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Daily DeMarco: Do Wins And Losses Matter?



Macho Man Randy Savage WWE Wins and Losses

Greg DeMarco offers his thoughts on a controversial question in the world of pro wrestling: Do Wins And Losses Matter?

Professional wrestling is based on the carnival act of staging a fight, originally in a boxing ring, and challenging members of the audience to pay for an attempt to knock the big act off, with the promise of winning back a larger portion of money for a win. Eventually someone would win, but they were also part of the show. It was all about the work–from day one.

Wrestling - Sikeston, MO 1938 - 1.jpg

Wrestling in Missouri, circa 1938

But wrestling (minus the “pro”) also has its Olympic roots, as a true competitive sport. In the 1896 Olympics, Carl Schuhmann pinned Georgios Tsitas on the second day of their match, as the first day saw them grapple for 40 minutes before the match was suspended for darkness.

There were five Olympians total in this open weight competition, with Schuhmann scoring the events only pinfalls in both of his matches. Schuhmann was a gymnast, by the way. The four matches in these Olympic games were contested with Greco Roman Rules, but there was no time limit and no scoring. The two non pinfall “finishes” saw one wrestler retiring from the match, and the other ended due to a shoulder injury.

Believed to be a wrestling match from the 1896 Olympics

While completely different in nature, scope, and presentation, both of these early wrestling examples shared one common thread: Wins and Losses Mattered.

What happened?

Wrestling, the professional variety anyway, evolved from its carnival roots to start staging multiple matches, not using audience challengers or plants. Matches were still staged, but the stakes were changed. At first the biggest stake was a championship, with other stakes usually coming in the form of… you guessed it… wins and losses!

The carnival roots still held strong, since early champions tended to be a champion you had to overcome. Fans traveled miles and paid good money to see championships defended in the main event, and men (and sometimes women) battle for wins and losses on the undercard.

Boxing also had an influence on early wrestling, as early boxing was more of a fight. The earliest written rules of boxing that I could find reference to was in 1713, and they included headbutts, chokes, throws, and even eye pokes! Boxing obviously changed, but it established the idea of rankings, championships, and the structure of a card. Wrestling (and later MMA) would take this format on.

But even in eras we are old enough to remember or read/watch, wrestling was still about winning and losing. Even when personal issue was added in as a stake, in the end you got your revenge by making your opponent suffer a loss–not being set on fire, buried alive, being sacrificed to the Gods, etc. Granted, those things are still losses, but they weren’t deemed necessary.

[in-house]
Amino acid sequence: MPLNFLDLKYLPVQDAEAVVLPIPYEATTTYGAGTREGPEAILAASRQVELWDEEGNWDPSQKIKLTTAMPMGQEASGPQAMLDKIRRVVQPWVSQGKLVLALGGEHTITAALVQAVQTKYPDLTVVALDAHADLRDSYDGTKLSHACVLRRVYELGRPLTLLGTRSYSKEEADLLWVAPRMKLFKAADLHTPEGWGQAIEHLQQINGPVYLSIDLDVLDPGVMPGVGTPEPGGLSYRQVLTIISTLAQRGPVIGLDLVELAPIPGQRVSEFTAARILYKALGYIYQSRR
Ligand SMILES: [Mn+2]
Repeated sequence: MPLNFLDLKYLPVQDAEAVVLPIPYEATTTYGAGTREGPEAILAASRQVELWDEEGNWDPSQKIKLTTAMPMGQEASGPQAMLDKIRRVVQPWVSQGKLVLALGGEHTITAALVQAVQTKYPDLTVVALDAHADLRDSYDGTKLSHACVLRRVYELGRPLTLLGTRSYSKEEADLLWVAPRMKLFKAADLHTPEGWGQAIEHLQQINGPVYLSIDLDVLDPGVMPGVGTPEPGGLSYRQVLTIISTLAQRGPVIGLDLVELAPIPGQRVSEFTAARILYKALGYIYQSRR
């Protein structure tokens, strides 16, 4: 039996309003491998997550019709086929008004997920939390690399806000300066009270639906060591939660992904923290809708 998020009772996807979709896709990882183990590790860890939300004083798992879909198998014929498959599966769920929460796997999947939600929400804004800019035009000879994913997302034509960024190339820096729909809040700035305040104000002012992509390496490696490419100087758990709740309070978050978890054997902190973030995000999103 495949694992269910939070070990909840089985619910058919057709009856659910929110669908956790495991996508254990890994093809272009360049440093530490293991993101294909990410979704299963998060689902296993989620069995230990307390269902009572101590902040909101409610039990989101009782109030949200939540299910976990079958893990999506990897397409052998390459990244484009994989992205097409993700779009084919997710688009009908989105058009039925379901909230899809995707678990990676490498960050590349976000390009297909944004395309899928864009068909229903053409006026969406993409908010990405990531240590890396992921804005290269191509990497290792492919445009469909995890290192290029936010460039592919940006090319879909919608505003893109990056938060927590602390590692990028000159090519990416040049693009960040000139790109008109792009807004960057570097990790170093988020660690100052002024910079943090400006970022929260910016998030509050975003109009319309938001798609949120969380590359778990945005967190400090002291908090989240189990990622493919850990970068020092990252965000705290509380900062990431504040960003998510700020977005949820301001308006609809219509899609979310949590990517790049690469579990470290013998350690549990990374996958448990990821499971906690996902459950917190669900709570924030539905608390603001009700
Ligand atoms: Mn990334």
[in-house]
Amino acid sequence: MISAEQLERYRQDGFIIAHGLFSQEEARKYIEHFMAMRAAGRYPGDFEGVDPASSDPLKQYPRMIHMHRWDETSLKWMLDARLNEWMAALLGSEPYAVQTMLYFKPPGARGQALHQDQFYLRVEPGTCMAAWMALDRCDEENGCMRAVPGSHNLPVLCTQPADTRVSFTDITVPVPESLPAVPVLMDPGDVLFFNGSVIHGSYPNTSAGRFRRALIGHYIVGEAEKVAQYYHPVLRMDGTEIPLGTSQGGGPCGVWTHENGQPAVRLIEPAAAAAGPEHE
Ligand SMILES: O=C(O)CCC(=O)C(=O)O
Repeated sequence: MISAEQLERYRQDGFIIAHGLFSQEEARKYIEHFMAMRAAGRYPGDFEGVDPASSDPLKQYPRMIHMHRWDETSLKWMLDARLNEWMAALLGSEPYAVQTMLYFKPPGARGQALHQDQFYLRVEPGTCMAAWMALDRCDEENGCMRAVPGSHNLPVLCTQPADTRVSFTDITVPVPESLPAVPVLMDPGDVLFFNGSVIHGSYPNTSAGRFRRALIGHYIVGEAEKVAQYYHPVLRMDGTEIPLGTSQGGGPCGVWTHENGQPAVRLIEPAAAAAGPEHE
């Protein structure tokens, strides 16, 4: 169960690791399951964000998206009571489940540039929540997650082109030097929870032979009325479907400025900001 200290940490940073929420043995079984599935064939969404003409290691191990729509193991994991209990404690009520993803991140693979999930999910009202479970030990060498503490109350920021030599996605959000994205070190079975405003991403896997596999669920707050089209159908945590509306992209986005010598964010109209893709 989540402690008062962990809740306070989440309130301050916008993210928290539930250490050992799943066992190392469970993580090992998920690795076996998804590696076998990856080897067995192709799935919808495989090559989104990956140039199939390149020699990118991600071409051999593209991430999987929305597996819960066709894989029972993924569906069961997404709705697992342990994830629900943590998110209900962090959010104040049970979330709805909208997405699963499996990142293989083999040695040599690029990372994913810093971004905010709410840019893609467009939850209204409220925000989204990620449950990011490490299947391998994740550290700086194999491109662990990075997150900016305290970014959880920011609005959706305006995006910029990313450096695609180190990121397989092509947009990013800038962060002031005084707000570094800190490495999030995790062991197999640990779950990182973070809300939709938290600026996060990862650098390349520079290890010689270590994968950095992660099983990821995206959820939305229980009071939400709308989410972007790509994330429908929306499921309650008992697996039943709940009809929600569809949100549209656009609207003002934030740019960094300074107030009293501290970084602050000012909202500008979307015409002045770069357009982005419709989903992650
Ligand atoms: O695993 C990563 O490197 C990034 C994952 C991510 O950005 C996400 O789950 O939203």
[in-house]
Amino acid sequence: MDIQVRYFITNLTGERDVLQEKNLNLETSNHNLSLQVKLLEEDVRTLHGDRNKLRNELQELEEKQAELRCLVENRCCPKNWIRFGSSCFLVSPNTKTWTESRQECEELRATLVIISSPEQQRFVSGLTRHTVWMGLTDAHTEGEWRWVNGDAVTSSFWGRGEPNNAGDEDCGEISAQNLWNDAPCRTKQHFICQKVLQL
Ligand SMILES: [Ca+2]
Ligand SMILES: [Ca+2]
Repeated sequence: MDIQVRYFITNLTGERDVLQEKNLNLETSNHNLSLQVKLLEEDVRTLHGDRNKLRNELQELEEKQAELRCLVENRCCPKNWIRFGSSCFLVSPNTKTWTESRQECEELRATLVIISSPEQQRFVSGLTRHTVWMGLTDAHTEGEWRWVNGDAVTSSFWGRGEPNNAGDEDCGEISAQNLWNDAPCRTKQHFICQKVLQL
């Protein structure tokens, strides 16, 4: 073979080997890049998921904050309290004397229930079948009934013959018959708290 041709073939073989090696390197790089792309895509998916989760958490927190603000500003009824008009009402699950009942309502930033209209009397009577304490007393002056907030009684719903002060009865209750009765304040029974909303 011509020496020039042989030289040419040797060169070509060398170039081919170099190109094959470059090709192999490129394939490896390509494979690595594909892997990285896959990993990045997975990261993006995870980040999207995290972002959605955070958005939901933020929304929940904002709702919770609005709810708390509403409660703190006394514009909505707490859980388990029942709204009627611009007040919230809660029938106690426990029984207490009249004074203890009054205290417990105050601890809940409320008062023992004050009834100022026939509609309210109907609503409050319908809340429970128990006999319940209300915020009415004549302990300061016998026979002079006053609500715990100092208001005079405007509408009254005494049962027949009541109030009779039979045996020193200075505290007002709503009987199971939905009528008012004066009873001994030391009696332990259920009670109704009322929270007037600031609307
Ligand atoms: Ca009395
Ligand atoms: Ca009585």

Something else came to the forefront as professional wrestling progressed–it was really a form of entertainment. While being presented as a sport, it was selling because it was an entertaining one.


Well, this answer is easy: Vince McMahon happened. Or more accurately, Vincent Kennedy McMahon.

Vince McMahon had to fight to get into the wrestling business, but you also have to understand why he fell in love it to begin with. When his father took him to his first ever show, he didn’t fall in love with sport. He fell in love with the characters and the showmanship- the larger-than-life characters. “Larger than life” is in his own words, and that’s why it’s so often used to describe the ideal WWE Superstar.

It was Vince McMahon who had to make a balloon payment to his dad and his business partners, a payment that if he missed even by a day, would have meant Vince lost everything. WrestleMania was the gamble that allowed Vince to make that payment. It was seen by 19,000+ at Madison Square Garden, and over a million paying normal ticket prices to watch on closed circuit television.

What made WrestleMania different? Spectacle. Liberace was the timekeeper for the main event. former Yankees manager Billy Martin was the ring announcer. Muhammad Ali the referee. The Rockettes performed in the ring. Hulk Hogan and Mr. T won the main event. It wasn’t built–or sold–on competition. Wins and losses really didn’t matter. It was built on larger-than-life characters performing in a larger-than-life spectacle.

And it allowed Vince McMahon to fully own what would become the WWE we know and love (love to hate?) today. Pushing wins and losses aside allowed the the business’s most powerful figure to take full ownership of the business’s most powerful entity.

Dammmmmmmmmmmmmmmmmmmmmmnnnnn man! That is a huge statement to swallow!

Let it sink in: once Vince McMahon put on an event where wins and losses took a back seat to being a larger-than-life spectacle, the business took off. Once Vince has his moneymaking model, the rest of the business was ripe for the picking. Vince couldn’t have gone national–thus running in others’ territories–without a larger-than-life spectacle. Without Hulk Hogan, Randy Savage, Bret Hart, Shawn Michaels, The Undertaker, Steve Austin, The Rock, Triple H, John Cena, Brock Lesnar, and Roman Reigns. As Vince himself has said, they “broke the mold.”